There’s lots going on in Uppsala – it’s the way I imagine St. Andrews University to be, with a little more euro-trash. There’s a certain innocence to the city, and to the students who can be found dressed in funny clothes and singing songs at each other. I’m not quite sure what it’s all about, and to be honest, I’m not that interested in finding out. But I can’t help thinking that if this was Scotland the songs would have a sectarian undertone and the gangs of people would be far more menacing. Because that is the main difference that has struck me. In Uppsala you feel safe – not just in the student areas, but everywhere, all of the time. There’s no edge, no feeling that you should be aware of what’s going on around you. Take for instance the bike situation: everyone seems to ride a bike here and when they park them, very few people bother with a security chain. Rather, they’re just left there. In Scotland they’d last two minutes before being ‘acquired’ by one of the locals.

The hardest part of being here is being apart from Julie. We’ve been using skype – which has been tricky since I’ve been in hotels, searching for a decent connection, at times speaking to my computer in public. I’ve become one of those awful international students that used to drive me to distraction in the library. We text a lot, and phone occasionally. But it’s not the same as being in the same room as someone. She comes to visit on the 6th September, I’m counting the days.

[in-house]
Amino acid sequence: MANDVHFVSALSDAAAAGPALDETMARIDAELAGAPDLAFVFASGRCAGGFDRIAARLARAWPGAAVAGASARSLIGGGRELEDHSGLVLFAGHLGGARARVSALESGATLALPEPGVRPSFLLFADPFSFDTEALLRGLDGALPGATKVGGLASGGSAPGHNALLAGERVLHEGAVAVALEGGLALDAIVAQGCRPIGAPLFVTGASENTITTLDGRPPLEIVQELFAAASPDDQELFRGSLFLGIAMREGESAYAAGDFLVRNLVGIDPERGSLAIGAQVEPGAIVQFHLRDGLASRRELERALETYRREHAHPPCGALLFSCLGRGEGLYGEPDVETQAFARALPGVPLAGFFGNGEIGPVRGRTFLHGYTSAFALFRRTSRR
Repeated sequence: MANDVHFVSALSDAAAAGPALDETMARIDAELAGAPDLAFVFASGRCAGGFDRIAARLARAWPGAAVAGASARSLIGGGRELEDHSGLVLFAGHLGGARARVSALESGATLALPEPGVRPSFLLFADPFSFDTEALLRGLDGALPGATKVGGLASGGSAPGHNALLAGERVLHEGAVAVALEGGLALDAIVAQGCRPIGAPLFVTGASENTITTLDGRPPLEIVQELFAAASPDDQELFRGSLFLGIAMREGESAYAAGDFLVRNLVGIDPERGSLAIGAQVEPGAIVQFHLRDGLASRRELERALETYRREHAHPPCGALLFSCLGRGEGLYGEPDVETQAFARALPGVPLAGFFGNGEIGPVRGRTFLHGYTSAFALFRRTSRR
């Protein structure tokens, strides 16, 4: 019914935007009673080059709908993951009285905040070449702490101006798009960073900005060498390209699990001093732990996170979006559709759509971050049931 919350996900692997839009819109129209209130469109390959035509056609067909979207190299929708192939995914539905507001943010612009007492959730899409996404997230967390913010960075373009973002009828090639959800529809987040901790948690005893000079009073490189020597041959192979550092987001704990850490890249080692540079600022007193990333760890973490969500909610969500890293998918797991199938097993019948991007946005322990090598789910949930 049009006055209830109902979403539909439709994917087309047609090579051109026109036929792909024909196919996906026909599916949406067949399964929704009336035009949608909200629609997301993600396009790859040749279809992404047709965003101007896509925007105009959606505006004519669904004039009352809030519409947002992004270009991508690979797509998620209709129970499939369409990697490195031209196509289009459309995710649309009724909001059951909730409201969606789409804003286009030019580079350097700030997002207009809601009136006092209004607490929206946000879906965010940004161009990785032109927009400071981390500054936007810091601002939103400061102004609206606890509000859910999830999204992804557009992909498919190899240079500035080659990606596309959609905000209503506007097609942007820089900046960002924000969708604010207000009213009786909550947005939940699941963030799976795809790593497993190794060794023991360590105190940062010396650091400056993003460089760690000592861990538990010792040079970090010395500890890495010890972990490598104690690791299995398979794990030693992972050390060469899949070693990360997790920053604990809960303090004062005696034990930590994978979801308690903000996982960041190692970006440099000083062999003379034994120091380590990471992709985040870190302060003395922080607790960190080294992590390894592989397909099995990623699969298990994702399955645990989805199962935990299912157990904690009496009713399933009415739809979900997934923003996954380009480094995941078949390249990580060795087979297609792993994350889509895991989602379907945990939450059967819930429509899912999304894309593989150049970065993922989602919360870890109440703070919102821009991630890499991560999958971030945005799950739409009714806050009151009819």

This has been a hard entry to write. I’m not loving it here, but I’m not hating it. I’m a little bored and I miss Julie a lot. But I’m in limbo right now. This week I start class, move into my room, go to the supermarket for the first time, watch the local team tonight, and begin to live in a more permanent way. Once this week is out, I’ll have a better and clearer view of Uppsala, the University, and my adopted home for the next two years.

Oh, and I now live in a city where it’s cool to have a side-parting.

A real Scot in Sweden

18th August 2011: my flight landed in Arlanda, Stockholm, and I finally commenced a two year stay in a country I had visited once before – for a day. I’m sitting in a small hotel room in Uppsala, the window is open and the rain is tearing down, cars are noisily passing the window. It is, however, quieter than the night, when added to the cars are the sounds of drunken residents of Uppsala and the snores of my father in the adjacent bed. Quite how he sleeps so soundly is beyond me. Each night I’ve crept to bed, scared of waking him. I’m slowly coming to the realisation that I could stomp around the room, shouting, and the snores would continue to emanate from his resting place.

I could give you a run down of everything that has happened in the days since I arrived, but I want you to enjoy my blog, not fall into a deep sleep like my father. So, in brief; I’ve been lost in Stockholm, visited the archipelago, eaten expensive food, generally been shocked by prices, got a sun tan, been drenched in rain – twice – seen the Cathedral, Castle, centre of town, looked for Neds, not been able to find Neds, and generally accepted that notwithstanding cultural quirks, Sweden is generally not too different from Scotland. That is, if Scotland had a bit more money and brightly coloured houses.